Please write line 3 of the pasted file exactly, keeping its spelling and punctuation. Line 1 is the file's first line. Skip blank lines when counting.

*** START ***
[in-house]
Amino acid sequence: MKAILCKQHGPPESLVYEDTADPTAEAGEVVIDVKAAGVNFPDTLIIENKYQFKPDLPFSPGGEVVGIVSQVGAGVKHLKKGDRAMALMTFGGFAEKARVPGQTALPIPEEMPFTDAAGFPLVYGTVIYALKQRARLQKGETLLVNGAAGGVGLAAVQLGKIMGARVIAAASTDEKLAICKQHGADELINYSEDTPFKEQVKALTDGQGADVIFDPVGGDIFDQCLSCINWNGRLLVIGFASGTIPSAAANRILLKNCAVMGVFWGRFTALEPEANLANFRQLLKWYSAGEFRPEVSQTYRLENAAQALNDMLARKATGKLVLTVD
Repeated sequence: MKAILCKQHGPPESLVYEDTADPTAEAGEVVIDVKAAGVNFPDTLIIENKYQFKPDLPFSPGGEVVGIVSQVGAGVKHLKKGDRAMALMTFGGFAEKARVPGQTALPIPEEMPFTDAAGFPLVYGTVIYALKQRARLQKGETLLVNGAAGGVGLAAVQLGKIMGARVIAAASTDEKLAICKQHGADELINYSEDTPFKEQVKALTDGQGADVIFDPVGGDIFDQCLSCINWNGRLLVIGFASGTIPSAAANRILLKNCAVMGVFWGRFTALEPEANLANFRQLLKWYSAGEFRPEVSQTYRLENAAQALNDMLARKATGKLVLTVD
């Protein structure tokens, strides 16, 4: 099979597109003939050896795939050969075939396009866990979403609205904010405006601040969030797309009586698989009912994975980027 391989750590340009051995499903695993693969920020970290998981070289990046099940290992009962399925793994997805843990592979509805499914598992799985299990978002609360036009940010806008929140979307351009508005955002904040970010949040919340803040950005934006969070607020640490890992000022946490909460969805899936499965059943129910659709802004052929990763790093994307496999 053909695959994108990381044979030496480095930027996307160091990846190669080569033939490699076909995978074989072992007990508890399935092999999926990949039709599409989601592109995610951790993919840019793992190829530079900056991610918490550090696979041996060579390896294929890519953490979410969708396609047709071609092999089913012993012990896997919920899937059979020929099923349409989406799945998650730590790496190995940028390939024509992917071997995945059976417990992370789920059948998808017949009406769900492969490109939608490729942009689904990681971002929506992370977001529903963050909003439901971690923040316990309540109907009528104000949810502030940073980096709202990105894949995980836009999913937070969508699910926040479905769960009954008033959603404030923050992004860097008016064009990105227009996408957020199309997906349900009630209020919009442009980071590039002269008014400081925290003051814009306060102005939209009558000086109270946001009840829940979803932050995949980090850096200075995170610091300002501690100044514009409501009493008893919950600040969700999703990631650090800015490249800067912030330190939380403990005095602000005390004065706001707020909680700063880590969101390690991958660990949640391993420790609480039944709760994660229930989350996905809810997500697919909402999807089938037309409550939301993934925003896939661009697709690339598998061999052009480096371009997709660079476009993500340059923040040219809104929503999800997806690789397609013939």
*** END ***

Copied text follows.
Repeated sequence: MKAILCKQHGPPESLVYEDTADPTAEAGEVVIDVKAAGVNFPDTLIIENKYQFKPDLPFSPGGEVVGIVSQVGAGVKHLKKGDRAMALMTFGGFAEKARVPGQTALPIPEEMPFTDAAGFPLVYGTVIYALKQRARLQKGETLLVNGAAGGVGLAAVQLGKIMGARVIAAASTDEKLAICKQHGADELINYSEDTPFKEQVKALTDGQGADVIFDPVGGDIFDQCLSCINWNGRLLVIGFASGTIPSAAANRILLKNCAVMGVFWGRFTALEPEANLANFRQLLKWYSAGEFRPEVSQTYRLENAAQALNDMLARKATGKLVLTVD